Becoming a Trailing Spouse


Can You Really Do It? Giving Up Your Career to Move Overseas?

I'm having a hard time processing the reality of having given up my career in the UK to move overseas to Vienna for my husband and his career.

When one partner has to give up his or her career in order to move overseas, this can become a huge source of resentment and conflict in the marriage. The problem is especially hard for dual career couples. Below is some of the advice she gives couples:

  • Couples need to prepare for a move together and move as a unified unit. Do not wait until you get to your new posting and then try to wing it. That can be a recipe for disaster.

  • It is important to keep in mind that for many people it is almost impossible to be a “trailing spouse”. Especially, individuals who have worked in a professional capacity:  doctors, lawyers, business executives, etc. Professionals, particularly, find it very hard to all of a sudden become a “house husband” or “stay at home mom”.

  • A working spouse seriously needs to consider whether she or he can be happy being not employed while overseas. Many can not, they feel restless, frustrated and bored. They resent that they are getting behind in their career goals and are afraid they will have trouble getting back into the job market or back on a good career path. This is one of the biggest issues expat couples face while overseas and can cause a lot of marital stress and conflict if it isn’t resolved before the move.

An Overseas Move is Both Partners’ Responsibility

It is very important that both partners take full responsibility for their move and be on the same page. Dual career couples especially need to consider an overseas move very carefully. If one partner does not want to give up their career, that should be discussed before the move, not afterwards. Most likely for many dual career couples, moving overseas is not the right choice.

Very few expats have the skills, credentials, licenses, and fluent language ability to compete against local nationals for good jobs in the host country. For many, it is unrealistic to expect to be able to find a challenging and rewarding position overseas.

Couples need to talk through various scenarios beforehand. Questions to ask yourself : Will the non-employed spouse be content volunteering as a kid's soccer coach, tutoring English, or holding yoga classes at church? For spouses who are entrepreneurial, can he or she start a local business or create an internet based company?

I knew a trailing spouse in the 1980s who became the Mrs. Fields of Vienna. She found a local baker to bake chocolate chip cookies and brownies for her. She had such a thriving business selling to the International Schools, Embassies, and UN, that she had trouble keeping up with the tremendous demand.

Another trailing spouse I knew became the Dr. Laura Schlessinger of Moscow. Every morning she had a 15 minute radio talk show counseling Western Expats in Moscow. She did not even have a counseling degree or license and would have never been able to do that in most developed countries.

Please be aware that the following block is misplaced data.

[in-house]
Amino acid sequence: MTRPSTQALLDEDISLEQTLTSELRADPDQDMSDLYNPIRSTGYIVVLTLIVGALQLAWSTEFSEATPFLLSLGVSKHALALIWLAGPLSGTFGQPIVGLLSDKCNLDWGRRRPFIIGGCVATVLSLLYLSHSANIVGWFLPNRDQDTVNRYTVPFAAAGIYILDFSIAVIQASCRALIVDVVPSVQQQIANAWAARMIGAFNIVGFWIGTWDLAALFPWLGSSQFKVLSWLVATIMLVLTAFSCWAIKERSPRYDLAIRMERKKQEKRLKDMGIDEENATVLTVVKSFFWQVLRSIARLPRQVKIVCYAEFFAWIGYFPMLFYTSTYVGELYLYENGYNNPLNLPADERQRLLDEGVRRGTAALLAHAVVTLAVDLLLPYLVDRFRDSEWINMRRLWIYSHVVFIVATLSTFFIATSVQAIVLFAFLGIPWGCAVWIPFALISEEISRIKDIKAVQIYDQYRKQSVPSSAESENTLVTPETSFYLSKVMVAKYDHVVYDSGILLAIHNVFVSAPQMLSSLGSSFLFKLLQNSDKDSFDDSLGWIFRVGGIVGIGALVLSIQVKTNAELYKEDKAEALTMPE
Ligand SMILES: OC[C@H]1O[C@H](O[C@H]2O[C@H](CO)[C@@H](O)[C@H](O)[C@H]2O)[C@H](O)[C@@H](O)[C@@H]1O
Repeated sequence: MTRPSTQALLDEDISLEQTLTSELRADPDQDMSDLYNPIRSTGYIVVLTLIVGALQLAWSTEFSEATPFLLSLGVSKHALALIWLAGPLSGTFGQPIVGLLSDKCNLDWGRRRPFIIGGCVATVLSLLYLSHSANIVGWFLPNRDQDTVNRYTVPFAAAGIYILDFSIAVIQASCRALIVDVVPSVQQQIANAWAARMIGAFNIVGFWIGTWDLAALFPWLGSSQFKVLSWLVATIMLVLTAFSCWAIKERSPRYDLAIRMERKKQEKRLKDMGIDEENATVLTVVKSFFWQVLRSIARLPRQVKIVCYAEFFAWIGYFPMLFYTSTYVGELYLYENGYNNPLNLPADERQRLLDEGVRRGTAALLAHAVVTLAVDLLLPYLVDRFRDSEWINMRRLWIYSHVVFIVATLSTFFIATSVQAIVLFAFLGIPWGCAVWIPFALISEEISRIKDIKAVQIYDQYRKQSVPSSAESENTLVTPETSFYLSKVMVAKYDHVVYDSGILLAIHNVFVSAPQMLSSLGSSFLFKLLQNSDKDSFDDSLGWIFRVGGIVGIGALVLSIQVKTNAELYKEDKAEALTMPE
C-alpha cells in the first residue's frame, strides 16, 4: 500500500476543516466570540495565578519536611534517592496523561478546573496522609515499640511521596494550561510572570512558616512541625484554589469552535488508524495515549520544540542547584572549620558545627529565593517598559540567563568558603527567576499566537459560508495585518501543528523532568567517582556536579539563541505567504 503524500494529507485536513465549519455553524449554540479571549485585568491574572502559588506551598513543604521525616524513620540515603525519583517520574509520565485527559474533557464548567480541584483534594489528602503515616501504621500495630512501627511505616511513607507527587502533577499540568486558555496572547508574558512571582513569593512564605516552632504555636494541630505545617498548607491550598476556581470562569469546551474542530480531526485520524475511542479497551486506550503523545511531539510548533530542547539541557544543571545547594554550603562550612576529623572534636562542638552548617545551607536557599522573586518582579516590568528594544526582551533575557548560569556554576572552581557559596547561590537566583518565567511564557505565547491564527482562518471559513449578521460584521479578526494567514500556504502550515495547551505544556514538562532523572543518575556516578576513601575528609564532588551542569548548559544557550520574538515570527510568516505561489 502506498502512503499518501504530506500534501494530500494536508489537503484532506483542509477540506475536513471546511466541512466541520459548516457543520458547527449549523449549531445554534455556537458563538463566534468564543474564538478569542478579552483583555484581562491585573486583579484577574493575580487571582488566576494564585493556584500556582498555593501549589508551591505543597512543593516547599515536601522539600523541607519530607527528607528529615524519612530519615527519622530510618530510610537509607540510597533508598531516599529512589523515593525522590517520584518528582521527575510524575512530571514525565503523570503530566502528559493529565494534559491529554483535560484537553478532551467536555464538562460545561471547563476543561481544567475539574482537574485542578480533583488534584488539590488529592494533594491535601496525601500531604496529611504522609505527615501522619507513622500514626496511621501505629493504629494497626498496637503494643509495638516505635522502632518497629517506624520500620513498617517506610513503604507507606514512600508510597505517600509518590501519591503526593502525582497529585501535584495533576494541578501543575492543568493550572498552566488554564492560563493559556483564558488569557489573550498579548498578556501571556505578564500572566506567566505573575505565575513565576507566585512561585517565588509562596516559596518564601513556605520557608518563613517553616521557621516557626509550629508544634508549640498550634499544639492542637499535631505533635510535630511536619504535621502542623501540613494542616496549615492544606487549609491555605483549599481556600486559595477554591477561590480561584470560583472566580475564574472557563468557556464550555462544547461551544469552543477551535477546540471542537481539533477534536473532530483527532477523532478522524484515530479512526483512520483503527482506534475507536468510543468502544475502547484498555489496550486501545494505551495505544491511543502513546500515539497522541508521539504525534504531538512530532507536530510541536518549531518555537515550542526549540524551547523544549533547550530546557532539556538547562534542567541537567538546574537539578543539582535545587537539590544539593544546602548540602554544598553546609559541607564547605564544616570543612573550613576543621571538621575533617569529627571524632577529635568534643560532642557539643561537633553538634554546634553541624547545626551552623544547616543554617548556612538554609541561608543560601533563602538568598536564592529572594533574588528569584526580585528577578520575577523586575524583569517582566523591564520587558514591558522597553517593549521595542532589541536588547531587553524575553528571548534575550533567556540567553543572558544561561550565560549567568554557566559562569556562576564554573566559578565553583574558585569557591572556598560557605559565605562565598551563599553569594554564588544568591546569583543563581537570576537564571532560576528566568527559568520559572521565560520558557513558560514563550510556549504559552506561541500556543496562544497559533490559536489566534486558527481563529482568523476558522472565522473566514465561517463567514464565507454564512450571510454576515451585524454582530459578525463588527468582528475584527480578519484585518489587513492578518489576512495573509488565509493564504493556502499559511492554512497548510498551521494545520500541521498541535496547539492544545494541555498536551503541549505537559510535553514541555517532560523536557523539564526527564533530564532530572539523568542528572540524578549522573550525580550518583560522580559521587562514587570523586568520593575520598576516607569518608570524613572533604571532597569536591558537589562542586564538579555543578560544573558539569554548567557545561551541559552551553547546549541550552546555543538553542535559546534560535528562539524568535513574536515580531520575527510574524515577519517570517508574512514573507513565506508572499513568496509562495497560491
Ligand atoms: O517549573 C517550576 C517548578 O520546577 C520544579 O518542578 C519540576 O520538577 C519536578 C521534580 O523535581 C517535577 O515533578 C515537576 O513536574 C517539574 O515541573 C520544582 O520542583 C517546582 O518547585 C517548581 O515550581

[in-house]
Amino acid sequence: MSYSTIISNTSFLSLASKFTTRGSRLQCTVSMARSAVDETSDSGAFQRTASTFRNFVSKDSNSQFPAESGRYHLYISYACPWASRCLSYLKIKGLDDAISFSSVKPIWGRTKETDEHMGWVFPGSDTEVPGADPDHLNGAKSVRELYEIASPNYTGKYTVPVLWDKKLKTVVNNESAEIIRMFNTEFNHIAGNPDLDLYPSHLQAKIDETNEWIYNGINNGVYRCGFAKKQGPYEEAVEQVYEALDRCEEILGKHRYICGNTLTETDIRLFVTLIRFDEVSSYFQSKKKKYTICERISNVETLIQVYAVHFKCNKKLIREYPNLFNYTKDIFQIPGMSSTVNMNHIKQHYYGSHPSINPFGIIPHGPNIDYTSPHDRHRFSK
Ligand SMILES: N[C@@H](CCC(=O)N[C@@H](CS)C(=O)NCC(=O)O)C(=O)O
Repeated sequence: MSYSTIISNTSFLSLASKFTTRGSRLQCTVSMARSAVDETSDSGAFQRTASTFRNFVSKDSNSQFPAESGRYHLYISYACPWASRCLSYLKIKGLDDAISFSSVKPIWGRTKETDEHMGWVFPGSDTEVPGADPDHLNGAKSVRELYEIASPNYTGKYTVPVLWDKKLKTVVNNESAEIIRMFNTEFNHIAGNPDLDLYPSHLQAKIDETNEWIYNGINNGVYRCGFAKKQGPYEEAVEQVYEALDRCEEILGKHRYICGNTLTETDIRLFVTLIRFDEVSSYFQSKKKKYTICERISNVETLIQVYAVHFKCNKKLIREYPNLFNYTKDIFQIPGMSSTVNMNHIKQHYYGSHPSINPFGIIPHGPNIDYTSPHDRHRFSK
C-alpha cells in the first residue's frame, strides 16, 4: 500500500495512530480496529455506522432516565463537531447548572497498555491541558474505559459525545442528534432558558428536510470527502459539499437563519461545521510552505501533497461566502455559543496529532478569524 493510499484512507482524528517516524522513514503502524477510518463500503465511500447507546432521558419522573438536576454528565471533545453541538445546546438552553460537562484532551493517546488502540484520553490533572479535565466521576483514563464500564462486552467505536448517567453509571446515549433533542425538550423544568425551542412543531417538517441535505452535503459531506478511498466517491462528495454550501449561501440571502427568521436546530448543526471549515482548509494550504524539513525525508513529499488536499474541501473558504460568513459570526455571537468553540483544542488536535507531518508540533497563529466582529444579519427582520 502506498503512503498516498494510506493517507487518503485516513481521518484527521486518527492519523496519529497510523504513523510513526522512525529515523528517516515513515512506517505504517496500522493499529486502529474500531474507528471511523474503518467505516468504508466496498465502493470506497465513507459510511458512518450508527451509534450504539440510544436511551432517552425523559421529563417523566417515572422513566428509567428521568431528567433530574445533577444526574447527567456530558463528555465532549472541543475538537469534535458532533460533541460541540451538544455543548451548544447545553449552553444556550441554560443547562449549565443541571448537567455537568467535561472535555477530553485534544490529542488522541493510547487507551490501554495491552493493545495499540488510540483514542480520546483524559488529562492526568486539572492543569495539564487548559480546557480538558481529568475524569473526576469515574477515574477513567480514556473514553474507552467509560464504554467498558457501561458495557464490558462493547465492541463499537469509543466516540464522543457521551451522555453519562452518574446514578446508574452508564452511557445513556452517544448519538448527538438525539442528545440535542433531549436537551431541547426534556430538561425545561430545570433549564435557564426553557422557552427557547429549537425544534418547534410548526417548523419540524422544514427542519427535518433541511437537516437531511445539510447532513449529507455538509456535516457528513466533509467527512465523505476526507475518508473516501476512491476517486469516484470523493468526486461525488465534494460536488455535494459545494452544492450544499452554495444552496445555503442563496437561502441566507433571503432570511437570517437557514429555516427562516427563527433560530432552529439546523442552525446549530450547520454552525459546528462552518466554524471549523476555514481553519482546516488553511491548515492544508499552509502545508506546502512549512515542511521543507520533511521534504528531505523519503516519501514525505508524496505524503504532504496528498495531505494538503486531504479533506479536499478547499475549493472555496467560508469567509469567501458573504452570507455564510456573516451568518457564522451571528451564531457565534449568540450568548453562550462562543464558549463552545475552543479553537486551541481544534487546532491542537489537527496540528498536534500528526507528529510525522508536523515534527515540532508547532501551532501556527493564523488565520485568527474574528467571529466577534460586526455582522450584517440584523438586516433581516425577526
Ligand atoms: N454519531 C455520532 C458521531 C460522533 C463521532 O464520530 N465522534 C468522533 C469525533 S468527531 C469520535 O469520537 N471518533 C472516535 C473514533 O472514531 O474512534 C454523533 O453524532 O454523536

As Desiderius Erasmus once stated, it is often true that the “One Eyed Man is King in the Land of the Blind.” Many markets will have opportunities for expats that are not available in their home countries. Trailing spouses should look for those opportunities. Think out of the box.

Most couples discuss these issues before their overseas move and have some plans in place before they arrive. But even so, often when they get to their new posting, things are not what they expected.  

If that is the case, there are still options. Some trailing spouses have decided to take online courses to further their career. Others have decided to go back to their home countries for short periods to pursue various options. Since the 1990s, split-household families are becoming more common in expat communities, especially with dual career couples.

Whatever you decide, the expat experience can be a wonderful time for a family. Make the most of it!


About the Author

Helen is an American Marriage and Family Therapist and Licensed Professional Counselor.  She has a Masters Degree in Marriage and Family Therapy, and a Masters Degree in Intercultural Studies. 

Helen is an expat herself having lived in several countries: Holland, Finland, Switzerland, former Czechoslovakia, and Russia.  In addition, she has lived in Austria off and on since 1980.  She has been serving couples, individuals and children in the expat community worldwide for 40 years. She works with individuals with relationship problems, career decisions, anxiety, depression and other issues.

Helen has also helped many expat couples in Vienna turn their marriage around. She shows them how to improve their communication, set boundaries, and resolve conflicts by using videos, personality tests, role plays and other tools to bring about rapid change. Many of her clients have learned to better communicate, and have created  loving, healthy marriages.

Additionally, Helen works with children who are having a hard time at school.  Expat kids especially, may have trouble adjusting to school routines, on top of handling a new culture and possibly language. That's why talking to someone can help. Helen is happy to be there and assist through the difficult times.